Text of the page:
# Thread: Problems with Quicksort and Pointers

1. ## Problems with Quicksort and Pointers

So, here's what's my program is supposed to be doing in a nutshell:

> First it opens a file, and each time a set of 4 numbers is read (4 numbers representing points of a rectangle) and stored unsorted in a double-linked list, until the file is read.
> Then the list is sorted using each dimension, so first the x-min, then y-min, x-max and y-max. The original order of the double-list must not be changed, so a list (using only the pointers) for each dimension is created.

My problem is with the quicksort, I have created a quicksort but it's not working correctly, I've been trying to fix it with debugging but even that is crashing, any help? Currently I am using bubblesort but obviously it is super-slow!

Any help with the quicksort function please?

The function is this:
Code:
`void quickSort(struct nodes *left, struct nodes *right, int which)`
Thanks.

2. I can't see anything obviously wrong. Do you know if it crashes in quicksort itself or the nodeSwap function?

There is some un-necessarily complex code in nodeSwap:
Code:
```	if (nt1->x[j]->prev!=NULL)
nt1_prev = nt1->x[j]->prev;
else nt1_prev = NULL;```
is identical to
Code:
`	nt1_prev = nt1->x[j]->prev;`
The same sort of code is repeated 4 times.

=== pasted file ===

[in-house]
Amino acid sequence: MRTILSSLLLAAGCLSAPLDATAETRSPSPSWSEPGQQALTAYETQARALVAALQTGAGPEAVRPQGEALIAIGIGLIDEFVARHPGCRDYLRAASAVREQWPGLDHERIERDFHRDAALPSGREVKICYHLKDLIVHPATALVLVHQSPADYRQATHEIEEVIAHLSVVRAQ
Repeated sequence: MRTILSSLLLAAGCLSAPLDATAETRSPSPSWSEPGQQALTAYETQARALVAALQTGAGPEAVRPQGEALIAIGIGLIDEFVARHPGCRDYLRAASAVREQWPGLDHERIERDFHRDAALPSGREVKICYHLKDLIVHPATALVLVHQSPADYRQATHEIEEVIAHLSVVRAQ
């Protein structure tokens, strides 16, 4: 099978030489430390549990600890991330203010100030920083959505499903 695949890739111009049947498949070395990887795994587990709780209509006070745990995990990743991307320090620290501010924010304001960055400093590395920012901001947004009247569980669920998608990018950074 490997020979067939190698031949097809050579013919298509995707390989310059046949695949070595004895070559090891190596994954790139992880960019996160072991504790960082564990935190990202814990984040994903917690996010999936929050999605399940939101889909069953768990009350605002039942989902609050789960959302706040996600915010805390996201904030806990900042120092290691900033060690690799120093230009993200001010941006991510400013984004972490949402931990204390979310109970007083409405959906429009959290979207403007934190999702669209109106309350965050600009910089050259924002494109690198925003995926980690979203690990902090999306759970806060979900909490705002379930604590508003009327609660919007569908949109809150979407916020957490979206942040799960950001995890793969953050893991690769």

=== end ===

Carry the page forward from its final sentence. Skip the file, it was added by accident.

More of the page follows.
I'll have another look at it in a bit.

--
Mats

3. Yes I have to arrange the swap function, actually I have to re-visit the whole code to optimise it. I think it actually crashes in the swap section because last time I commented the last part and it did not crash (although obviously it didn't work).

Cheers

4. Well, before you optimize it, try to re-arrange the code - I think the entire function can be almost removed, and remaining code will be the final ELSE - but I haven't gone through all the cases yet - it is very complicated for what it does [obviously, you'll still need a few if-statements to fill in the dimHead array, but I think all the other checking for is this or that NULL, is this NT2 or that NT1 can be pretty much eliminated - even if that leads to a few more writes to memory, it will be much shorter code with fewer branches, which should end up running faster.

Edit: Ah, the lightbulb over my head just went on, and I can see why my suggestion above won't work - although I still think the code is far to complicated, and I'm pretty sure it's possible to reduce the amount of "almost identical but not quite" pieces of code into a more manageble set of code.

--
Mats